On Monday we talked about why you might want to begin a resistance training program to improve your health, fitness, and quality of life.
Yesterday we talked about the simplicity and importance of building a base as you begin and continue training.
Today, we’re going to talk about best practices for getting started on that base.
Here’s a nutshell description of an outstanding beginner’s program:
1. You begin with light intensity, mixing in periods of rest with periods of doable work. You train three days a week, making sure to rest and fuel well between training sessions.
2. From session to session, you add appropriate intensity. The work gets harder, slowly, and the rest begins to feel less like rest and more like refueling for your next effort. Each training session feels more like a “full workout” than the last. You continue to rest and recover between your 3 training days.
3. After about 8-12 weeks of progressing slowly, layering intensity each workout and building upon what you accomplished during your last training session, you are light years ahead of where you were when you started, even as you’ve just been adding a little bit of work each session. You are now working hard for the entirety of your training sessions and capable of so much more than you were when you started.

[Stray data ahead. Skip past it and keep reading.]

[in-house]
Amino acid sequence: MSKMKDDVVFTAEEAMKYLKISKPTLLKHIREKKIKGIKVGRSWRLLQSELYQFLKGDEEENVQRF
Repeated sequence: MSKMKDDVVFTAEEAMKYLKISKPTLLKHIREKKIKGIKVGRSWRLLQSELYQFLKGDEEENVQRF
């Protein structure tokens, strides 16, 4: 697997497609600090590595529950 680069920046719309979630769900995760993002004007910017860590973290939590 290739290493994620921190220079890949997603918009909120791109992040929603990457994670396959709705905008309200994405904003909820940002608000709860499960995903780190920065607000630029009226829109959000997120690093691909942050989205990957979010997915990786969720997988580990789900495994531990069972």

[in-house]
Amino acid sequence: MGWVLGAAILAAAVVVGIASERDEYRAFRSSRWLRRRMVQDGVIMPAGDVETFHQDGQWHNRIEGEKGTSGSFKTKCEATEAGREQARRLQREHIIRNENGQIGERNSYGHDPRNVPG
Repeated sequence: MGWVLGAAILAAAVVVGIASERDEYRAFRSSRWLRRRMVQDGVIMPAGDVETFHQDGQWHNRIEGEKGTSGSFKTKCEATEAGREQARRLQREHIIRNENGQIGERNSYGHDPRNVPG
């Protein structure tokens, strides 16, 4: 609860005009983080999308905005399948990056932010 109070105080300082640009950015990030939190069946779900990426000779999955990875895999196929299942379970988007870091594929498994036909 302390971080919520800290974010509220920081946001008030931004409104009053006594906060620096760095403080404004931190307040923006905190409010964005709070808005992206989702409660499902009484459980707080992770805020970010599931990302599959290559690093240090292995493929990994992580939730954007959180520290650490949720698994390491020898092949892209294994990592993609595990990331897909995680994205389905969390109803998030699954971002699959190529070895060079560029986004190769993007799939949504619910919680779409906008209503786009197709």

Sound doable? It is. It’s a description of the popular Couch to 5k program that gets folks ready to run 30-40 minutes at safe, moderate paces. If we exchange the word ‘intensity’ for ‘weight’ in the verbiage above, it’s almost exactly how we run our beginner strength and conditioning program for new or returning athletes.
On Friday, we’ll check back in and describe how and why we primarily use barbells to help athletes build their base and get stronger.